Within an hour’s drive, there’s lots of skiing. Some destination resorts, but also smaller places favored by the locals. I haven’t been in a while. Too expensive. The resort towns like Park City can be interesting. And there’s the Sundance Film Festival that happens there, though some of that takes actually takes place down here in SLC.

There’s no gambling, not even the lottery, unless you’re into home-game poker. You can go to Wendover in Nevada about 90 minutes away, or Vegas, about 8 hours by car.

Btw, in case you think I’m exaggerating the air pollution problem, this pic is from earlier this winter:

Admittedly this was a particularly bad day, but the sun is about to set behind mountains you can normally see clearly but here barely know they’re there. There’s a whole damn city beyond the tall buildings. Currently, we’re having a fight over a planned inland port that would make this even worse.

The population is pretty white. There are small but significant groups of Hispanics and Asians. Very few black people. I remember it was quite an occasion after Katrina when ~100 or so mostly black people came here from New Orleans. They seemed to like it here. Most of the black people I’ve met here were students I tutored, but then I don’t meet many people these days. The LGBTQ community is pretty active here. The city is surprisingly progressive. Some politics junkies may have been aware of the mayor during the Bush years, Rocky Anderson. The current mayor is a woman, as was the previous mayor. The last GOP mayor left office in 1974. I guess this really pisses off most of the rest of the state.


Staying for the apple pies.

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Yeah, SLC is a surprisingly chill place to visit.


I promised bad jokes and math, so here you go.


Source. Which reminds me, I need to buy Orlin’s book. He points out the cartoon is wrong with a second cartoon, but I like this version of that joke.

This is actually my favorite:

Two mathematicians are in a bar. The first one says to the second that the average person knows very little about basic mathematics. The second one disagrees, and claims that most people can cope with a reasonable amount of math.
The first mathematician goes off to the washroom, and in his absence the second calls over the waitress. He tells her that in a few minutes, after his friend has returned, he will call her over and ask her a question. All she has to do is answer one third x cubed.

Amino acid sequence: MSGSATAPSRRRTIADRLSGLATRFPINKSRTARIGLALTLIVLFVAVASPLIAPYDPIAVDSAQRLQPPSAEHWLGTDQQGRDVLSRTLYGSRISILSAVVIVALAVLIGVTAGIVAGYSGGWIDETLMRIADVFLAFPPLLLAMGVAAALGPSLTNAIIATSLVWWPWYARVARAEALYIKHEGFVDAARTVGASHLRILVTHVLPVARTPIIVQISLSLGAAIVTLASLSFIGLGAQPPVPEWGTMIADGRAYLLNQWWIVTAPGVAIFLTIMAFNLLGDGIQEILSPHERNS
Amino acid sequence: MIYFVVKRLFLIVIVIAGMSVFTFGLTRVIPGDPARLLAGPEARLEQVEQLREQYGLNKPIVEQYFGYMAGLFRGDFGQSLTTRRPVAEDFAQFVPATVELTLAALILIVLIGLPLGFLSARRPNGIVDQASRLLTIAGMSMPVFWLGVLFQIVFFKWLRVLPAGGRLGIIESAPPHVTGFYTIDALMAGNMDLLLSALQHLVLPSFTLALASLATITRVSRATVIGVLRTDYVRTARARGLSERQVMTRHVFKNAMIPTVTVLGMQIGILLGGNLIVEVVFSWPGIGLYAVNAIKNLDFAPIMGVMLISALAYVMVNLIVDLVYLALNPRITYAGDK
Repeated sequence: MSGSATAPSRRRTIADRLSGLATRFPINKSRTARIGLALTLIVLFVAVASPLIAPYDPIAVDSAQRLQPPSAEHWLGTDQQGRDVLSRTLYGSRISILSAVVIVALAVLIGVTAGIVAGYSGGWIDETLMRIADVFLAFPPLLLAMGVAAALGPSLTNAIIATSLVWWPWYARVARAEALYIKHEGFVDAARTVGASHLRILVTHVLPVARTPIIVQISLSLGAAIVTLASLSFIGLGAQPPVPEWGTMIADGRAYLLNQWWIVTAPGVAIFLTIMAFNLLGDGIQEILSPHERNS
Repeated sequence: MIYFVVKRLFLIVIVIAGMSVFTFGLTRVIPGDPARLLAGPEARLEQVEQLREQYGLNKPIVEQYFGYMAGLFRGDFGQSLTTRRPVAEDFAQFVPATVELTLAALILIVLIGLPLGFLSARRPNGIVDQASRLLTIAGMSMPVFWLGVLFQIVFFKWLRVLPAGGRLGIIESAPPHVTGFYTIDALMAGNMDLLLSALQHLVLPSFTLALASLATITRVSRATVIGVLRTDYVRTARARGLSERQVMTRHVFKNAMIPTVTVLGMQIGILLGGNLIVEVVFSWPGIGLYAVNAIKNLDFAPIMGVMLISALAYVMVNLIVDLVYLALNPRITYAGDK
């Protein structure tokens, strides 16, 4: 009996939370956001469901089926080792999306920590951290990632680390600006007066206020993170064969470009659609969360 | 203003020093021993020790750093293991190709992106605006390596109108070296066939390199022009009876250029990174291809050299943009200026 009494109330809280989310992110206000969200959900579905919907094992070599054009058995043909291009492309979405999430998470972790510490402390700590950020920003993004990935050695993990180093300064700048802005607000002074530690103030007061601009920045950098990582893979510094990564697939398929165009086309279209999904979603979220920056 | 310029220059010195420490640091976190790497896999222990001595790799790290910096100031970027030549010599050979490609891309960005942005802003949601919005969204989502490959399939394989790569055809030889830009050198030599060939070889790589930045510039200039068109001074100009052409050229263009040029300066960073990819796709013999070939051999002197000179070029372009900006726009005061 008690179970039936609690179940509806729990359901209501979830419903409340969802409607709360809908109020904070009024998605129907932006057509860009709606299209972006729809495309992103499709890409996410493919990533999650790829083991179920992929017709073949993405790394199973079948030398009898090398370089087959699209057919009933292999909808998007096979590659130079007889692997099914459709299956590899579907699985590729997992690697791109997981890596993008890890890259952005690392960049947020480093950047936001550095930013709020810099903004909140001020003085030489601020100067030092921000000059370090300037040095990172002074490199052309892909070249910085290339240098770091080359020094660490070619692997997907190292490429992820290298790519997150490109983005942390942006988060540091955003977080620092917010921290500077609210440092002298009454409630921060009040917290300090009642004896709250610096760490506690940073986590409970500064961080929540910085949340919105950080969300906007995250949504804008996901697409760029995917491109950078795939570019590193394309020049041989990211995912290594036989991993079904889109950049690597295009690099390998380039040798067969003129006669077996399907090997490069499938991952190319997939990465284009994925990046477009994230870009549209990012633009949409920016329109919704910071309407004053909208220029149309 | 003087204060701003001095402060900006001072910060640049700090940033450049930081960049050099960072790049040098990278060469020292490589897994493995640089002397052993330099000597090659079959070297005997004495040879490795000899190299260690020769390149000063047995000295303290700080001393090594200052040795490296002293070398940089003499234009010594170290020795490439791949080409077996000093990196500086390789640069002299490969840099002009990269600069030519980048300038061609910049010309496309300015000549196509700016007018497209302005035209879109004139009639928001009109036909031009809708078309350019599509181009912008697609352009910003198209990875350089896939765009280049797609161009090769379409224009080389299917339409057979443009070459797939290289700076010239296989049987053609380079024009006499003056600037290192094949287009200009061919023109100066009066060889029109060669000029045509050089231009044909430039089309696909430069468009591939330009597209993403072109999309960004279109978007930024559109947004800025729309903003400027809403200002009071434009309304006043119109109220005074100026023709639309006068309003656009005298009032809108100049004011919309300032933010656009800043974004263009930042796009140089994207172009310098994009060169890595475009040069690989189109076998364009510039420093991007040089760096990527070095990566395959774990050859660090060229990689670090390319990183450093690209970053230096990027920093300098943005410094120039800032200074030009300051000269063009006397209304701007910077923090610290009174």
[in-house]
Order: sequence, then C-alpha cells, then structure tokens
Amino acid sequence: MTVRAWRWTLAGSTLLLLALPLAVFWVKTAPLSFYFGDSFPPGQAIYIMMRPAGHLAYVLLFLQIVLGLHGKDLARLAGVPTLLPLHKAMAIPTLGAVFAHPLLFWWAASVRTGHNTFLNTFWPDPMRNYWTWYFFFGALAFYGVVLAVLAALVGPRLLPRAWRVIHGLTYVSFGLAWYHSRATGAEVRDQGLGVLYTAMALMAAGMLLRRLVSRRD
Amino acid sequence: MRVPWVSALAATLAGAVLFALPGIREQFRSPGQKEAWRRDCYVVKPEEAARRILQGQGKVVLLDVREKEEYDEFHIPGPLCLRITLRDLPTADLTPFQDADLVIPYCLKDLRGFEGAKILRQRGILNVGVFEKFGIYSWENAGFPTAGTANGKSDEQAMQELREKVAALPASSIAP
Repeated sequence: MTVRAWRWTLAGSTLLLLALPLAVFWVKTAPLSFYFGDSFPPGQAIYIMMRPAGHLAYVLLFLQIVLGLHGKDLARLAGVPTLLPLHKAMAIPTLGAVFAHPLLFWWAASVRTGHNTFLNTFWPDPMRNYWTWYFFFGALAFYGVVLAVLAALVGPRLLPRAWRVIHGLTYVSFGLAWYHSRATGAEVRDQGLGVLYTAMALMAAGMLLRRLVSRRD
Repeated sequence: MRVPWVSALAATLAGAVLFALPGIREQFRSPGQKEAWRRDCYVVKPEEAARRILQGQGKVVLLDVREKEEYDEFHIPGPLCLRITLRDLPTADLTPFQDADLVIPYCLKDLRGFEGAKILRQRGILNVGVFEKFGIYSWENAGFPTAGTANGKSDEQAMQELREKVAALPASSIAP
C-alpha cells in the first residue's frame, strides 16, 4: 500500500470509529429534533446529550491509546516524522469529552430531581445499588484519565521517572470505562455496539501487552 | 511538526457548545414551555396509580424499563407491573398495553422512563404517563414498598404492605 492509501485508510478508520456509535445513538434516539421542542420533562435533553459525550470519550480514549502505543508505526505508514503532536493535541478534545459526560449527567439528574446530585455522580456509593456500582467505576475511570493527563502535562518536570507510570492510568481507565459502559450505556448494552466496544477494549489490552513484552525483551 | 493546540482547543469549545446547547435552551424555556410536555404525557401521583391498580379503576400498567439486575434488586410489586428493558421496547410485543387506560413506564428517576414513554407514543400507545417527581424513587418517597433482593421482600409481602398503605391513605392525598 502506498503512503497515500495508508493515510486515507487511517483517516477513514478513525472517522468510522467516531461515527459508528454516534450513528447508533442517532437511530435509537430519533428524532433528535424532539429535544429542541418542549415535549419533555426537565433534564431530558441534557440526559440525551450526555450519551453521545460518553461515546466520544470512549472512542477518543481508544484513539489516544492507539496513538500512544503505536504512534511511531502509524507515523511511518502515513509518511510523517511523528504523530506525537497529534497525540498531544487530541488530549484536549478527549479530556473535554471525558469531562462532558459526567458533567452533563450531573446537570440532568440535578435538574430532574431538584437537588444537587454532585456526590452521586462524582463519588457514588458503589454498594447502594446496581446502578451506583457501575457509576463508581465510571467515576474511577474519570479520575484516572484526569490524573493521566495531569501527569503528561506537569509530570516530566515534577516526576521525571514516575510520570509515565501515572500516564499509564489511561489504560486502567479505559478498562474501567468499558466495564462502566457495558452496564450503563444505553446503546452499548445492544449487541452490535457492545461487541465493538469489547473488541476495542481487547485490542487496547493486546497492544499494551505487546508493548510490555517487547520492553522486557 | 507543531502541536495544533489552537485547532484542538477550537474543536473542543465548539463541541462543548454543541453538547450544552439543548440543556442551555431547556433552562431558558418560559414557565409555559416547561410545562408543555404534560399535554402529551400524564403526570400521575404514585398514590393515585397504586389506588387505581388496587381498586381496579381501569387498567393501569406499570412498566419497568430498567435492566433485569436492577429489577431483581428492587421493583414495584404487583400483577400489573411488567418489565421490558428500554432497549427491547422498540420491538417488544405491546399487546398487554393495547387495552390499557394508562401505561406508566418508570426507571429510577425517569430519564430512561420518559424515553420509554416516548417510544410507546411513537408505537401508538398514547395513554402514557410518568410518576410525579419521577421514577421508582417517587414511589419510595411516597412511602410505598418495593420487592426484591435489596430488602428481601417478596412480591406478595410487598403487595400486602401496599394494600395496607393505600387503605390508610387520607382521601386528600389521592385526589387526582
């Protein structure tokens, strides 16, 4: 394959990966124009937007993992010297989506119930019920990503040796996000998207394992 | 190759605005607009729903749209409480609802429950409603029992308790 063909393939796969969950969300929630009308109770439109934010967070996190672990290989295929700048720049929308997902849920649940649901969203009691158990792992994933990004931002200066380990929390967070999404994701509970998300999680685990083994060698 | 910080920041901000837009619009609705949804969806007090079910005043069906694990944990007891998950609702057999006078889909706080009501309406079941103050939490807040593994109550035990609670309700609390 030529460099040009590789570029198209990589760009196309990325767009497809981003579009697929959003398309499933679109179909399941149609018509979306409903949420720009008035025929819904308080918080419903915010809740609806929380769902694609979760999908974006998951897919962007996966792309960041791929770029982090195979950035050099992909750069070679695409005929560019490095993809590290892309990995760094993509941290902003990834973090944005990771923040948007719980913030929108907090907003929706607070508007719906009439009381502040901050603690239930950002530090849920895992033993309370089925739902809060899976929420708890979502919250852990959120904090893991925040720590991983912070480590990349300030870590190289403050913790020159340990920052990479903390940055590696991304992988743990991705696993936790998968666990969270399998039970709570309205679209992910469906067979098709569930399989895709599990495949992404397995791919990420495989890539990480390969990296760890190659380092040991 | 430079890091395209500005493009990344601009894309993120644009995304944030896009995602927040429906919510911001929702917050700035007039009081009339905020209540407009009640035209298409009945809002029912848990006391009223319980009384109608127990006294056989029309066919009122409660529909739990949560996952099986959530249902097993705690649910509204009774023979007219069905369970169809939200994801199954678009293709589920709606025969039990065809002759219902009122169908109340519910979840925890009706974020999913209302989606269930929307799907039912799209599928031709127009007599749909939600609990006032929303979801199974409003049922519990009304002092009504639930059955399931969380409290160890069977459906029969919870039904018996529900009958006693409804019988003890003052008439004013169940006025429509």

She repeats “one thir – dex cue”?

He repeats “one third x cubed”.

She says, “one thir dex cuebd”?

Yes, that’s right, he says. So she agrees, and goes off mumbling to herself, “one thir dex cuebd…”.

The first guy returns and the second proposes a bet to prove his point, that most people do know something about basic math. He says he will ask the blonde waitress an integral, and the first laughingly agrees. The second man calls over the waitress and asks “what is the integral of x squared?”.

The waitress says “one third x cubed” and while walking away, turns back and says over her shoulder “plus a constant!”


I like everything that pictures how it feels to live where you are. If you go for walks, what you obviously do, any pictures are cool, anything that translates the feeling of the place.

And I have one (a couple :rofl:) more specific question. Can you write more about mass transit? Bus/Train? Frequency? How big area does it cover? How expensive? How complicated is the whole fare system? Why don’t you use it? Does the population in general use it a lot? Is it city or private? How does a bus/train stop look like? Weirdest thing you saw on a bus/train? …

3:30 AM Thoughts

Why can I still see light even though it’s dark and I have my eyes closed? The light is pulsing with my heartbeat. It’s very diffuse but a little more intense towards the center of my vision. Ambient light leaking through? *holds hands to eyes*. No change, so no.

I also notice that if I shift my eyes left to right, there’s a burst of light in my left eye. Right to left, it’s in my right eye.

Later I wake up in a sweat from a nightmare about grad school. Probably unrelated to eye experiments as the sweats aren’t unusual.

If it’s something new, maybe something to get checked. How’s your blood pressure?

Probably just your vitreous humor that fills the center cavity of your eye becoming more liquid and beginning to shrink:

Probably noticed these effects because I wasn’t sleepy and for a moment I wasn’t thinking about anything else.

The “light” isn’t bright. It’s barely noticeable. If I close my eyes now, aside from after-images of bright objects, I “see” what looks like white noise, though very dim, and it’s uniform across my view. Like a screen on a TV tuned off-channel. The eye-movement flashes are barely detectable above background in day. I just assumed this was normal.

BP 113/71 just now. I am due for an eye exam. Time for new contacts, so thanks for the reminder and the concern. :blush:

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Three logicians walk into a bar. The bartender asks “Do you all want a beer?”
The first one says: “I don’t know.”
The second one says: “I don’t know.”
The third one says: “Yes!”